The role of the farmer is increasingly seen as a crucial component of many sustainability goals including food security/sovereignty, adaptation to climate change, agricultural sustainability, and the resilience of rural communities. This trend is evidenced by the expansion of participatory and qualitative approaches to the study of farmer decision making in recent years.
Despite the proliferation of research, the heterogeneity of farmer decision-making continues to resist formal conceptualization. Geographers have made important contributions to understandings of farmer decision-making by examining the role of structural forces, gendered social relations, farmer knowledge, and social-ecological interactions in the decision-making process. Frameworks and concepts from political ecology, science and technology studies, and feminist methodologies (among others) offer great promise for probing the interstices of farmer decision-making. Ultimately it is the confluence of seen and unseen factors that influence farmer action and the success efforts to build more sustainable and socially just systems of food production and provision.
These sessions capture the breadth of approaches and understandings of farmer decision-making and their implications for the development of sustainable food futures. Topics include, but are certainly not limited to: The role of farmer social networks in decision-making; Traditional knowledge and the decision-making process; Social-ecological relations and decision-making; Formal and informal seed systems and crop production; Farmer experimentation; The role of the state and NGOs in farmer decision making; The influence of agritechnologies and scientific knowledge production; Farmer experience and perception of climate change; and Critical considerations of scale and decision-making.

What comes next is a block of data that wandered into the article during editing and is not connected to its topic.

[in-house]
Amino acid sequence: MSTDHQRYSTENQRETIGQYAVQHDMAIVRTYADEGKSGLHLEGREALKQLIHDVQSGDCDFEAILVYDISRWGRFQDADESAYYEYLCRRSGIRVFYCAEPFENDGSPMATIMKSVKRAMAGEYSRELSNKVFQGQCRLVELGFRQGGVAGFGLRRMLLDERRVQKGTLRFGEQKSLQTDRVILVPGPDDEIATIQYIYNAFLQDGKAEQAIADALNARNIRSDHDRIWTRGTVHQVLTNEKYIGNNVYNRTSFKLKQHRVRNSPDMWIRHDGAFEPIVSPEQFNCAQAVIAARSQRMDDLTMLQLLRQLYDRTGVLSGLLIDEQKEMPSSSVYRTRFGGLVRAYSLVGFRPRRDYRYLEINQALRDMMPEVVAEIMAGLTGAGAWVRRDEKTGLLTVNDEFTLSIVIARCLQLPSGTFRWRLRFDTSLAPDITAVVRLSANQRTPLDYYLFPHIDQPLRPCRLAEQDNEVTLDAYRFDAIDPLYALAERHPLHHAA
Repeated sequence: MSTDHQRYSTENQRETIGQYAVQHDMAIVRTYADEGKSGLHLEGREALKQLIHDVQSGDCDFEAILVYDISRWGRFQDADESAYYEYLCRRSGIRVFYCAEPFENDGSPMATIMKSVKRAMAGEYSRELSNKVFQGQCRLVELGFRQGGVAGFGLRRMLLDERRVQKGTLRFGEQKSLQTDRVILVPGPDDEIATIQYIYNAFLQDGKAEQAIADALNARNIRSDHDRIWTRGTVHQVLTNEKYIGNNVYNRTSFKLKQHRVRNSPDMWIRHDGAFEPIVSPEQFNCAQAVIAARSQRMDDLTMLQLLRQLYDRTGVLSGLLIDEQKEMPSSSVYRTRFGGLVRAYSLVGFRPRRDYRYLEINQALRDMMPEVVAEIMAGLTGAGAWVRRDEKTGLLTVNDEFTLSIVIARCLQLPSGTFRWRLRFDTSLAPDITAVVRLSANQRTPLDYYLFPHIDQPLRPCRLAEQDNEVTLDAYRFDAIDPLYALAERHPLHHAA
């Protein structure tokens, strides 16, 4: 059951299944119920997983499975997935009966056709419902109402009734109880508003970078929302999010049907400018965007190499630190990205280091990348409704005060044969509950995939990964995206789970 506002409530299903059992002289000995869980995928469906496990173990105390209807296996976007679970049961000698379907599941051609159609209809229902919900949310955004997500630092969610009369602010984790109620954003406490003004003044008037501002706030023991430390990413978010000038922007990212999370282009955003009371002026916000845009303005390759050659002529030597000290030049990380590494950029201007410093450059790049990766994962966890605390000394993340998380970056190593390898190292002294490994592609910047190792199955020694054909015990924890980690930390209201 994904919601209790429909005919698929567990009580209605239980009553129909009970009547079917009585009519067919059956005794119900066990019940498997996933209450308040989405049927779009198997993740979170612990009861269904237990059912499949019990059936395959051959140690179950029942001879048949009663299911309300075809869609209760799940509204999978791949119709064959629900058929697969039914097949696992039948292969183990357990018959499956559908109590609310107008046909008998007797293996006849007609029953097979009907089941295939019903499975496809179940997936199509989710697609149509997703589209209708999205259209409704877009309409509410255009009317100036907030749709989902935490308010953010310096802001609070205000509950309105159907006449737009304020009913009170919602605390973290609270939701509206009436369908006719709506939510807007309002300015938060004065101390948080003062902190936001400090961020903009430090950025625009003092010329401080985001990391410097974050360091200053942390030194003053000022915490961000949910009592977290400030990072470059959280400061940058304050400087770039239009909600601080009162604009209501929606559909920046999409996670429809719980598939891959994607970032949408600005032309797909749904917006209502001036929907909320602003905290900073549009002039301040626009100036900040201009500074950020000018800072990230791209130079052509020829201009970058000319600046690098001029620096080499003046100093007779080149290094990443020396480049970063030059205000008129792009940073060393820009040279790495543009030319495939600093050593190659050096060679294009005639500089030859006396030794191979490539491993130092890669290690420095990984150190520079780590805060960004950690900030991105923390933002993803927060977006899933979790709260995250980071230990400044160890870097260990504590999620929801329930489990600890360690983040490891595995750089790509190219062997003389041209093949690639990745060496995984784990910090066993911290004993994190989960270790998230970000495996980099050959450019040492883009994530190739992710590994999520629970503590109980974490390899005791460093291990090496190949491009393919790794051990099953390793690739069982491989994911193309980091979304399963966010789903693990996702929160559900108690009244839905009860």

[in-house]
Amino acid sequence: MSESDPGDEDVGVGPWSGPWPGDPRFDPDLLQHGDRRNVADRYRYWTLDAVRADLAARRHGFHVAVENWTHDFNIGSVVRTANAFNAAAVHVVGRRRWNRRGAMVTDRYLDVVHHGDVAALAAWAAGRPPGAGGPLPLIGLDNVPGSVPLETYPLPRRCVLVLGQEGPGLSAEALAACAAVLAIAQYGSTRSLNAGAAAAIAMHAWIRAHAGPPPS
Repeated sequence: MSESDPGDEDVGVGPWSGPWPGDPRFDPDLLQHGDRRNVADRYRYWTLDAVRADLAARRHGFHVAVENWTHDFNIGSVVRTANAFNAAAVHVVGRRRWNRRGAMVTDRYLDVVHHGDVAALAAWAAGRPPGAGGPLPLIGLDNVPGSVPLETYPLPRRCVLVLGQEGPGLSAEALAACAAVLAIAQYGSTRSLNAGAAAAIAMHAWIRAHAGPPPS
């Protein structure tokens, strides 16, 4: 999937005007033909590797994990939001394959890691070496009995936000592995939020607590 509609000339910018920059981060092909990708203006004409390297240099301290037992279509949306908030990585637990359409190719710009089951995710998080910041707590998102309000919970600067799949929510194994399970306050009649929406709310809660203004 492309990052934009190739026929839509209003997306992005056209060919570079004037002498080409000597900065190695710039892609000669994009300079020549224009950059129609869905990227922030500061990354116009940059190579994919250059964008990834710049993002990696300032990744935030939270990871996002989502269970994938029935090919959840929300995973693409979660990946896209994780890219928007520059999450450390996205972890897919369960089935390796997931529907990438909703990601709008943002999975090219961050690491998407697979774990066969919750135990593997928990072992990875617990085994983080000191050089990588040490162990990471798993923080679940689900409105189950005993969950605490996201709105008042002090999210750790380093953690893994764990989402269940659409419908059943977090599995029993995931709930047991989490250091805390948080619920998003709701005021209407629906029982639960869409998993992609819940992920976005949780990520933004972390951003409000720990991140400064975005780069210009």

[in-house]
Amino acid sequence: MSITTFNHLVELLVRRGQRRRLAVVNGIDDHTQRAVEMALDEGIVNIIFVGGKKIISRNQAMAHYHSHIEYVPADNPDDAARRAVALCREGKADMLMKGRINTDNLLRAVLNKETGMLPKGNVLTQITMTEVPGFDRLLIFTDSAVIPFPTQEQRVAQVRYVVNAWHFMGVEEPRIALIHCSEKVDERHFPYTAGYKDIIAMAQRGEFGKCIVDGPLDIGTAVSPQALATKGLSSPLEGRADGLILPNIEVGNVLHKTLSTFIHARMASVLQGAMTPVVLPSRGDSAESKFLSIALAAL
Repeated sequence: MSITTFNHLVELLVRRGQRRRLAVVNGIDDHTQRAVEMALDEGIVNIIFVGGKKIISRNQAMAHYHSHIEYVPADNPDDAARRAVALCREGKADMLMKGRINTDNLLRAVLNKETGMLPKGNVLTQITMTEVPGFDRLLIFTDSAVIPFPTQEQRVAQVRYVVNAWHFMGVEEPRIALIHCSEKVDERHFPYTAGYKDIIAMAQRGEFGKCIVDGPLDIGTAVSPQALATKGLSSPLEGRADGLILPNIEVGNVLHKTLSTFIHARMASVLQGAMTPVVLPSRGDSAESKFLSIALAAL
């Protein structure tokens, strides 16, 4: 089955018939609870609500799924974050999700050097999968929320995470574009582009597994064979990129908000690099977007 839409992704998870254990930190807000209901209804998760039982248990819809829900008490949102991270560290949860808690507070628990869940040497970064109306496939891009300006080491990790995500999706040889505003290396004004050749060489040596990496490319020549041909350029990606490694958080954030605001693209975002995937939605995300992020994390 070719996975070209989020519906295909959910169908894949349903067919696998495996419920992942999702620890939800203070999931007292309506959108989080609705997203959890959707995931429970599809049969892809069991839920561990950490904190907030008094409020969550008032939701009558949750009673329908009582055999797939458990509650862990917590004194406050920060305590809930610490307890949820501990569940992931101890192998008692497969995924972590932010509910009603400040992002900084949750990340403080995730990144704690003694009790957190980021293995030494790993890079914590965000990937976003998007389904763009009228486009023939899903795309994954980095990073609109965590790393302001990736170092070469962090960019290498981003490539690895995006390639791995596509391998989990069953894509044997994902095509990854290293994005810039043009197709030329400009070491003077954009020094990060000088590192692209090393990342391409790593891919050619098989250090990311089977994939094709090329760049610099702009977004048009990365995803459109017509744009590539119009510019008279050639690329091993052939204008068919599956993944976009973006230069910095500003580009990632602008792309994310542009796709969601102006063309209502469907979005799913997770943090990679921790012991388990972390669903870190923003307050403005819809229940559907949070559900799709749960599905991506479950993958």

|Presenter||Russell Hedberg*, Pennsylvania State University, Karl S Zimmerer, Pennsylvania State University, Querying social-ecological embeddedness: Farmers' market social relations and environmental farming practices in the New York City region||20||1:20 PM|
|Presenter||Rocio Lalanda*, University of South Florida, Understanding Agricultural-Land Conservation from the Perspective of Rural Landowners in Franklin County, Massachusetts||20||1:40 PM|
|Presenter||Anna Versluis*, Gustavus Adolphus College, Annika Ericksen, Gustavus Adolphus College, Discourses on the Farm Amidst Contested Goals in Agriculture||20||2:00 PM|
|Presenter||Alanna K Higgins*, West Virginia University, Bradley R Wilson, West Virginia University, Jed M DeBruin, West Virginia University, Thomson Gross, West Virginia University, Scale Dilemmas in Food System Development: Specialty Crop Farmer Decisions and the Appalachian Transition in West Virginia||20||2:20 PM|
|Presenter||Sara Epp*, University of Guelph, Migrating Mennonites: Understanding the motivations of new Anabaptist farmers in northern Ontario and the impacts of traditional farming knowledge on food security||20||2:40 PM|
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